FORT HUACHUCA — When Col. Jarrod Moreland takes the reins as the new garrison commander at Fort Huachuca on Wednesday in a private ceremony, it will be like coming home again for the military intelligence officer and his family.

And while Moreland becomes re-acquainted with the installation where he spent a large portion of his military career, outgoing Garrison Commander Col. Chad Rambo will retire and begin the search for a new home with his family.

The Herald/Review sent both soldiers questions about the next chapter in their lives and here’s what they said:

Herald/Review: Why did you join the Army?

Col. Jarrod Moreland: I joined the Army to become an officer and leader. In high school, I was unsure what I wanted to do in the future, but I always knew I wanted to serve others and give back to this great nation of ours. While in high school, I was recruited to play soccer at West Point, and it did not take long for West Point to become my number one choice for college. I was amazed by the professionalism and patriotism, along with the sense of pride I felt knowing I would be able to serve my nation and become a member of the Long Gray Line. I graduated West Point in 1997, and have loved serving as a Soldier in our Army ever since.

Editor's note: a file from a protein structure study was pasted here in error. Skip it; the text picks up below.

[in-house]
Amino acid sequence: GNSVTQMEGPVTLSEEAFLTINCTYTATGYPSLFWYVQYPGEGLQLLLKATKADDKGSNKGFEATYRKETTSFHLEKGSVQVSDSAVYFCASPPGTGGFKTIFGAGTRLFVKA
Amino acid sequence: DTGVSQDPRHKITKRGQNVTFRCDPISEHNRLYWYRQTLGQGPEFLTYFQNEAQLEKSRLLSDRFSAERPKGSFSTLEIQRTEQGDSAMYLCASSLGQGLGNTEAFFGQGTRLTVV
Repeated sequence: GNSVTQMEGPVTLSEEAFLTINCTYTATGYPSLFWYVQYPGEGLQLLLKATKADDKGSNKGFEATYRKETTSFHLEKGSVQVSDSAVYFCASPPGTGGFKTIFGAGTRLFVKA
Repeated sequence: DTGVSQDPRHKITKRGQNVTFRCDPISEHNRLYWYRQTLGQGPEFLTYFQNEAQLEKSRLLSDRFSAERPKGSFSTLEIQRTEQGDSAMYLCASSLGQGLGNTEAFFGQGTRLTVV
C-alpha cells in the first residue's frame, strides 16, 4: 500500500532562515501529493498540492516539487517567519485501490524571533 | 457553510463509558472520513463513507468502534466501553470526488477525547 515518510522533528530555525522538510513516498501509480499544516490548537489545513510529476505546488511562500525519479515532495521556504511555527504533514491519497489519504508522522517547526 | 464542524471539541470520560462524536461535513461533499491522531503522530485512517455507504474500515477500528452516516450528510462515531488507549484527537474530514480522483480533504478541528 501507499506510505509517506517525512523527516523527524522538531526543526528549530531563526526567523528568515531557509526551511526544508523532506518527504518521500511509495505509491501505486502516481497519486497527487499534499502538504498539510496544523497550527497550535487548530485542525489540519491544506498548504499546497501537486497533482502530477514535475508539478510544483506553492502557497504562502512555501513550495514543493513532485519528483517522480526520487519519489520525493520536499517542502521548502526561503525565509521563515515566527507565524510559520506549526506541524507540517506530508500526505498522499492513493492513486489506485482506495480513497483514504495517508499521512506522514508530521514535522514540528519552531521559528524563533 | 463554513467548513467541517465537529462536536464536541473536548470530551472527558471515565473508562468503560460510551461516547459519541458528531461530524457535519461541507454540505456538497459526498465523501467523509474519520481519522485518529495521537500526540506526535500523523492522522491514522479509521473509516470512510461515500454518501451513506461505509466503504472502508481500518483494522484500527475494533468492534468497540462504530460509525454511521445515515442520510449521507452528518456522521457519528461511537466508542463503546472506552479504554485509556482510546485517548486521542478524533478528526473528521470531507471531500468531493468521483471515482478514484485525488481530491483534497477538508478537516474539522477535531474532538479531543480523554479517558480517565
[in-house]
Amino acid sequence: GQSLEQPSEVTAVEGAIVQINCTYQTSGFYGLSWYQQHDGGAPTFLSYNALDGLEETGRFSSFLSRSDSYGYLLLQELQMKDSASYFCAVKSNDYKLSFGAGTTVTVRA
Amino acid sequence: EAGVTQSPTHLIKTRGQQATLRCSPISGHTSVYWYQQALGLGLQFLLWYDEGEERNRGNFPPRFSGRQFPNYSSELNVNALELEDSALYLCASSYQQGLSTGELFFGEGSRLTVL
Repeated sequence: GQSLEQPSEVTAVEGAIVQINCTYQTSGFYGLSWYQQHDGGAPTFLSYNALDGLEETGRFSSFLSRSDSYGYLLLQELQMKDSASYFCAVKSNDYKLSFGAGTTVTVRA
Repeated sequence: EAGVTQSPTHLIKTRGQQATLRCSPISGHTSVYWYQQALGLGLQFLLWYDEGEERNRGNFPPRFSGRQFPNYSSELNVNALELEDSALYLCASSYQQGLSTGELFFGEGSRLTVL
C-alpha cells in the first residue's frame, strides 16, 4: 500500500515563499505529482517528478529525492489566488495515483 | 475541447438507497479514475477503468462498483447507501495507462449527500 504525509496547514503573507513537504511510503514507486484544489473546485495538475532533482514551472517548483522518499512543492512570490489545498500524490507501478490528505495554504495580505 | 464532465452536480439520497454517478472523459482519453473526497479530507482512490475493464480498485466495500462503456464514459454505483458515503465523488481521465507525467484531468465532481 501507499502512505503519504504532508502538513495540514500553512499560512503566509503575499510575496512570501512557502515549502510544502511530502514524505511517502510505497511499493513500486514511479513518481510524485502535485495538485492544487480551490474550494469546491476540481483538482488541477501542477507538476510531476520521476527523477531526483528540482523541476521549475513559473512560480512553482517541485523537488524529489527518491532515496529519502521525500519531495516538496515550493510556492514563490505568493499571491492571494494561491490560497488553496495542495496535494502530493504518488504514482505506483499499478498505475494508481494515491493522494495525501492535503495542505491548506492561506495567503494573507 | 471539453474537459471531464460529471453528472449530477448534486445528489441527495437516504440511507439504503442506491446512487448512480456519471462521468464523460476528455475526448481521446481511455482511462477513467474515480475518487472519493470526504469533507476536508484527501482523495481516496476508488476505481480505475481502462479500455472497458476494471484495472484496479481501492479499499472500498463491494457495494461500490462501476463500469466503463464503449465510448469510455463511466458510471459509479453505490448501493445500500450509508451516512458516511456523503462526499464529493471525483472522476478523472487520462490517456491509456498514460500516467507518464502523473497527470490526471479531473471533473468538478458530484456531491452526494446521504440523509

HR: How long have you been in the Army?

JM: A little over 23 years ago, I graduated West Point and was commissioned as an officer in the US Army.

HR: Will the garrison be run differently in light of what the world has been going through under COVID-19?

JM: COVID-19 has impacted the entire world, and Fort Huachuca is no different. We have had to make several adjustments on the installation to keep in line with federal and state requirements, and we will continue to do so as we move forward. I am extremely thankful for the leadership of MG Potter and COL Rambo through this crisis, and it has been incredible to watch the partnership with the leadership of Sierra Vista tackle this challenge as one team, working together to achieve a common goal.

HR: Are you married, have children?

JM: I have been happily married to my wife, Melissa, for over 20 years, and we have two daughters, Allie and Kate. We all love living here in Arizona, and are blessed to get this opportunity once again to serve at Fort Huachuca in this capacity.

HR: Have you ever been to this area and what do you think of it so far?